Posted by on August 30, 2012 in Blog
Wednesday Night’s Speeches
Last night's convention program had two goals: presenting a stinging critique of Obama's foreign policy and introducing the nation to the vice-presidential nominee Paul Ryan. Senator John McCain took the podium to attack President Obama's foreign policy as weak, and accused him of betraying American values. Condoleezza Rice, the former US Secretary of State, echoed some of these same sentiments. Rice’s role in the Iraq war and unpopular Bush administration seemed all but forgotten, as she received rockstar treatment at the convention. Though she adamantly denies any ambitions for higher office, her speech seemed to indicate otherwise; she did not stick to matters of foreign policy, but rather waded into domestic issues such as education and immigration. Rice's speech was well-received by the crowd, despite its lack of conservative red meat or Obama-bashing applause lines. She laid out a subtly moderated GOP platform – more lenient on immigration and focused on poverty. Rather than bolstering the Romney message, she used her speech to try to shape the party's message.
Unlike the potential 2016 aspirants, Paul Ryan didn't focus on himself. He not only attacked President Obama, he also made a strong case for a Mitt Romney presidency. He delivered a powerful address, served as a cheerleader for the cause and made it clear that in choosing him, Romney made a good choice. Ryan's speech received far and away the most enthusiastic reactions from the convention crowd to date. His delivery was powerful and earnest, full of quips and meaningful anecdotes. He also seemed to join Ann Romney in the attempt to "humanize" Mitt. His joke about his and Romney's generational battle over music on the campaign bus was met with rousing laughter.
Paul Ryan’s speech was effective in accomplishing its aims of self-introduction and firing up the crowd. The content of the speech however, had enough distortions and falsehoods to keep fact-checkers busy for days. The Romney-Ryan campaign seemed to be counting on the enthusiasm generated by the speech to drown out questions about specific claims and charges leveled. So far, they seem to have pulled it off. While Ryan might be skewered in editorials and fact-check columns in the back pages of the newspaper, the front page headlines are that the speech was a rousing success.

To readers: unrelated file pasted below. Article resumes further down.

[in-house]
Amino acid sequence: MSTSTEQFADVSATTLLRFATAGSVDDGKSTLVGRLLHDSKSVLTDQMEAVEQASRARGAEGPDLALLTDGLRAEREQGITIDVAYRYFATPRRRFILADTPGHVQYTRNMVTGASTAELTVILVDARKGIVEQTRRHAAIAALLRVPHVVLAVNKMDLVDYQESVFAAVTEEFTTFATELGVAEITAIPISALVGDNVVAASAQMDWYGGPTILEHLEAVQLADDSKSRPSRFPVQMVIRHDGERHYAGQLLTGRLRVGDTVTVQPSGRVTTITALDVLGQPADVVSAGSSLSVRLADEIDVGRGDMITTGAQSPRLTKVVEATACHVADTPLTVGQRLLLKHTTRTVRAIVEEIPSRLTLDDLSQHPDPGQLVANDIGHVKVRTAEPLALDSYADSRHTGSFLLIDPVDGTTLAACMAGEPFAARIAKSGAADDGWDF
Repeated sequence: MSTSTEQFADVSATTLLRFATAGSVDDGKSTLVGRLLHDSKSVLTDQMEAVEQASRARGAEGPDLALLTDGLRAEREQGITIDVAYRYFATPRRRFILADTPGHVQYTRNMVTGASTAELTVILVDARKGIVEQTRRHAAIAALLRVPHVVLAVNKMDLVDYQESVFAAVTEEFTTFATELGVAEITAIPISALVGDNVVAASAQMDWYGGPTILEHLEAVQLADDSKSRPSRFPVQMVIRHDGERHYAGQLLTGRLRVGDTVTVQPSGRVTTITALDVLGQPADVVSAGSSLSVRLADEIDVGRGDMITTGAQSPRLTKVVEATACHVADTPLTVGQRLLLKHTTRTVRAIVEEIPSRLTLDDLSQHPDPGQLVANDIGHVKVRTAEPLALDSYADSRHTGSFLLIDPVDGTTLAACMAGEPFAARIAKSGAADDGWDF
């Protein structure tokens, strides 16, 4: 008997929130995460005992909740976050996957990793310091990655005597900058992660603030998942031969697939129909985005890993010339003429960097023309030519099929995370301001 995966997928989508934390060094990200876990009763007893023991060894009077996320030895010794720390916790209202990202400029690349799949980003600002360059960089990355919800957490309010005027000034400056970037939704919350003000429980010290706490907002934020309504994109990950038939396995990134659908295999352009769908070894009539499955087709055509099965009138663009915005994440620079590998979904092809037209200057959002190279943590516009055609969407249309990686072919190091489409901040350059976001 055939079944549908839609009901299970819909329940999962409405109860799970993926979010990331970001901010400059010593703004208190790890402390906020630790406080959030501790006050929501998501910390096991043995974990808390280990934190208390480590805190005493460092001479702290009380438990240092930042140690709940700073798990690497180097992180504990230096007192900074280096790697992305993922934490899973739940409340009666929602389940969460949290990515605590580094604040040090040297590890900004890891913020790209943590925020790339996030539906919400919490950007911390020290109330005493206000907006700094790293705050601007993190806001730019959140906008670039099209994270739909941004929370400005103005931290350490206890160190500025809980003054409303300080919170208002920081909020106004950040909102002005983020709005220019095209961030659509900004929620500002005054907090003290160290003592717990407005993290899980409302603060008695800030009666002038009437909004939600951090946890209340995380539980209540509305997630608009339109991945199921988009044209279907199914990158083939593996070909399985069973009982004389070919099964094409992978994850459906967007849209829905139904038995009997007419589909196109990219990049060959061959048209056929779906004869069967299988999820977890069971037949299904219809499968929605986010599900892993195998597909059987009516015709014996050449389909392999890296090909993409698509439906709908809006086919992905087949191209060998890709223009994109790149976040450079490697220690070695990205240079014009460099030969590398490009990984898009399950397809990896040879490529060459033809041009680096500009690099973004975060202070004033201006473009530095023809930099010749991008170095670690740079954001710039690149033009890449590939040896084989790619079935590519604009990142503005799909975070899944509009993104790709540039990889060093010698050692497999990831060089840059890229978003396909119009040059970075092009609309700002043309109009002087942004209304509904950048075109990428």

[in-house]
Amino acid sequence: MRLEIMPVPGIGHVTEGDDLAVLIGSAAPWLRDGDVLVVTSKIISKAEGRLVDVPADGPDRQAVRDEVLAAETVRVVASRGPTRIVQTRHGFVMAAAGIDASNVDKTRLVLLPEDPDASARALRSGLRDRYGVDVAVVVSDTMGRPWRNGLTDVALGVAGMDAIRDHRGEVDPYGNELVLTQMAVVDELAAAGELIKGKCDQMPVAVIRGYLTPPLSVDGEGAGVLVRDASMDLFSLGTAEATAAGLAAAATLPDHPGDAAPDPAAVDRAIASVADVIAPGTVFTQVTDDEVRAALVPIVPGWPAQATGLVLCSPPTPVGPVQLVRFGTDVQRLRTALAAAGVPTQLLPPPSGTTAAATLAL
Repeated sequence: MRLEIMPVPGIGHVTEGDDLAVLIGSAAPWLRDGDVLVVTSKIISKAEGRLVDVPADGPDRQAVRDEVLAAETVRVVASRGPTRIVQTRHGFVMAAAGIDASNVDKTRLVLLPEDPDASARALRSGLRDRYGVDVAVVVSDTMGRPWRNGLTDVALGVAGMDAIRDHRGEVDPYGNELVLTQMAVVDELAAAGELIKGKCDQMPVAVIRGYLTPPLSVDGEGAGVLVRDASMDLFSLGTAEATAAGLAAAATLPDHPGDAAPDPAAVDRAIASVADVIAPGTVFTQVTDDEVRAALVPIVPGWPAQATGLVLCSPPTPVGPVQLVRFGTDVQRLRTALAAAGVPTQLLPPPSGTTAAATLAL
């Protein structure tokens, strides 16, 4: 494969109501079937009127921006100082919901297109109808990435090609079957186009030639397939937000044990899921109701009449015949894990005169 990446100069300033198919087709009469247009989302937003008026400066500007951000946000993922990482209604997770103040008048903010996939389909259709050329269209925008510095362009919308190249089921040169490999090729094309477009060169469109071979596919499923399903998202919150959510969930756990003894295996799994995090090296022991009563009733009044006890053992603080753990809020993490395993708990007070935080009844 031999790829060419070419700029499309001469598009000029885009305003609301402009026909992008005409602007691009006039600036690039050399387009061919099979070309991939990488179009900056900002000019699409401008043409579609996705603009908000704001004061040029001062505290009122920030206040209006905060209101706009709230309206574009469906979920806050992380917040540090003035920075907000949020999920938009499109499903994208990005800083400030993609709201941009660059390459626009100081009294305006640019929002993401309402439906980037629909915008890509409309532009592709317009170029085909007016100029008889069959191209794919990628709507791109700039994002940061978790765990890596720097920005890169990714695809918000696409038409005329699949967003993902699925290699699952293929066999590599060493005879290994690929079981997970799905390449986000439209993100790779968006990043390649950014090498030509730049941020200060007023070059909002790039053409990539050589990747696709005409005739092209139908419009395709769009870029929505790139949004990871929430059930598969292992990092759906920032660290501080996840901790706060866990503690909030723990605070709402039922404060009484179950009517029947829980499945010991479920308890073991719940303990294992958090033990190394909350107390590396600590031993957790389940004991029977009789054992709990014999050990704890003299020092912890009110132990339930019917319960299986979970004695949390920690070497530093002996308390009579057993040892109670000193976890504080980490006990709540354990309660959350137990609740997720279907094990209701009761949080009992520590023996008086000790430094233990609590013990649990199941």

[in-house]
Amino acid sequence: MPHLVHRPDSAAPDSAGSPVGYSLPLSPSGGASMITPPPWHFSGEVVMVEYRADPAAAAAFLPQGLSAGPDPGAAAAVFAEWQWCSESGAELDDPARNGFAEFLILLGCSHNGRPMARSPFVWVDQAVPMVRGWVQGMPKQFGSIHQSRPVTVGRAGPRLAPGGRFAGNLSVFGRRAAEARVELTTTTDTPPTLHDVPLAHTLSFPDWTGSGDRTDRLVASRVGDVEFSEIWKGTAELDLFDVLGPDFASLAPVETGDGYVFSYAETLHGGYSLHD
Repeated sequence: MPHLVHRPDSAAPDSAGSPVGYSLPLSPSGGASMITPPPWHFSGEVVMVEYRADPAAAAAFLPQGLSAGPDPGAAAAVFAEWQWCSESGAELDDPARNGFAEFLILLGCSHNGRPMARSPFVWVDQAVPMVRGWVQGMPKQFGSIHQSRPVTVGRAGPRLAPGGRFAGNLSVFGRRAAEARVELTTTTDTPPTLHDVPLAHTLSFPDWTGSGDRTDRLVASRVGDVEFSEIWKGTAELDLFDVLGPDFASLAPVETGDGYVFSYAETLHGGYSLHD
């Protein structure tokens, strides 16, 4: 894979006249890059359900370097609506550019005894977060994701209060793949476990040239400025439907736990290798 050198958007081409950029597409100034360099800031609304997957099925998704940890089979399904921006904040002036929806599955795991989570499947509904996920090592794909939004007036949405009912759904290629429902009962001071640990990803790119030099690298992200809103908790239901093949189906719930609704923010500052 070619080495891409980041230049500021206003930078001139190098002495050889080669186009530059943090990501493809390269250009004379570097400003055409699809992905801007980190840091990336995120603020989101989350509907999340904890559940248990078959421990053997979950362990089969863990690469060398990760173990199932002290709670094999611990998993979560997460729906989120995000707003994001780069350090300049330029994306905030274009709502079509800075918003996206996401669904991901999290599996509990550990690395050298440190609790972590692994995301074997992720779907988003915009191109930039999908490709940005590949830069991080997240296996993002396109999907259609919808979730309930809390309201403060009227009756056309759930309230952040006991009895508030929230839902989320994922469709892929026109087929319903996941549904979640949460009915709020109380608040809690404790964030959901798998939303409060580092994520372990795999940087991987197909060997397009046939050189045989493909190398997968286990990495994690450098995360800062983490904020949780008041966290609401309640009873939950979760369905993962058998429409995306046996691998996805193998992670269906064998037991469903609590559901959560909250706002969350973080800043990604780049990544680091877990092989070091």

Thursday Speeches Preview
Florida Senator Marco Rubio will address the convention tonight. Senator Rubio is widely regarded as a rising star in the GOP, so much so that the Romney campaign was worried that he would overshadow Romney at the convention. However, since Rubio will be introducing Romney to the stage, he will be forced to talk about the nominee rather than give his own 2016 pitch like many of the earlier convention speakers.
The only speech that matters tonight is that of Presidential nominee Mitt Romney. His address to the GOP convention will be his chance to wrest attention from the distractions of 2016 aspirants, the unruly Paul-ites, and even the hurricane. His task is a daunting one, as he must succeed where he has failed before in generating enthusiasm for his candidacy. Ann Romney did an excellent job of humanizing him, and Paul Ryan did an excellent job of firing up supporters. In order for Ryan and Ann Romney’s speeches to have any lasting impact, he must appear to be likable, personable, and electrifying on his own.